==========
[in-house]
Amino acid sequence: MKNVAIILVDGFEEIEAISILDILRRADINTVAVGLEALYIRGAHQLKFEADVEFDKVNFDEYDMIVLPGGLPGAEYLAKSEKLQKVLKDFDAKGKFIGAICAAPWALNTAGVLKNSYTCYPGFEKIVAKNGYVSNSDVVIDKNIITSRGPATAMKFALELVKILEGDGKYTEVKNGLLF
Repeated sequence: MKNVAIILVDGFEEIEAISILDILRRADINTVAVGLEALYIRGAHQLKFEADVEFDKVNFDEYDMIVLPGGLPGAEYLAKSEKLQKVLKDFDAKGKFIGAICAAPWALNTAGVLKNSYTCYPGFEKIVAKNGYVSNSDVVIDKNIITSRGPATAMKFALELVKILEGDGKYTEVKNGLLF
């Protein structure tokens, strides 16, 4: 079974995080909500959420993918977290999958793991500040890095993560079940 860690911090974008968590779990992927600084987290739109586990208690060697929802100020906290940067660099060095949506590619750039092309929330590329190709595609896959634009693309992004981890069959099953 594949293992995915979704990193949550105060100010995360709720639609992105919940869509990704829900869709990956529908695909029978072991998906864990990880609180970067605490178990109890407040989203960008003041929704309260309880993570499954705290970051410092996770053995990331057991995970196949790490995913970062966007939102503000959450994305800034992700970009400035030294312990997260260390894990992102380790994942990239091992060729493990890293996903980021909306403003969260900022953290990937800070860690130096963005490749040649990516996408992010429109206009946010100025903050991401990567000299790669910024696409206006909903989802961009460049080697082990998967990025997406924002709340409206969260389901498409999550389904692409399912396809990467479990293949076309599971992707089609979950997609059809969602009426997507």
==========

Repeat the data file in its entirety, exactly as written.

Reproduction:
[in-house]
Amino acid sequence: MKNVAIILVDGFEEIEAISILDILRRADINTVAVGLEALYIRGAHQLKFEADVEFDKVNFDEYDMIVLPGGLPGAEYLAKSEKLQKVLKDFDAKGKFIGAICAAPWALNTAGVLKNSYTCYPGFEKIVAKNGYVSNSDVVIDKNIITSRGPATAMKFALELVKILEGDGKYTEVKNGLLF
Repeated sequence: MKNVAIILVDGFEEIEAISILDILRRADINTVAVGLEALYIRGAHQLKFEADVEFDKVNFDEYDMIVLPGGLPGAEYLAKSEKLQKVLKDFDAKGKFIGAICAAPWALNTAGVLKNSYTCYPGFEKIVAKNGYVSNSDVVIDKNIITSRGPATAMKFALELVKILEGDGKYTEVKNGLLF
């Protein structure tokens, strides 16, 4: 079974995080909500959420993918977290999958793991500040890095993560079940 860690911090974008968590779990992927600084987290739109586990208690060697929802100020906290940067660099060095949506590619750039092309929330590329190709595609896959634009693309992004981890069959099953 594949293992995915979704990193949550105060100010995360709720639609992105919940869509990704829900869709990956529908695909029978072991998906864990990880609180970067605490178990109890407040989203960008003041929704309260309880993570499954705290970051410092996770053995990331057991995970196949790490995913970062966007939102503000959450994305800034992700970009400035030294312990997260260390894990992102380790994942990239091992060729493990890293996903980021909306403003969260900022953290990937800070860690130096963005490749040649990516996408992010429109206009946010100025903050991401990567000299790669910024696409206006909903989802961009460049080697082990998967990025997406924002709340409206969260389901498409999550389904692409399912396809990467479990293949076309599971992707089609979950997609059809969602009426997507």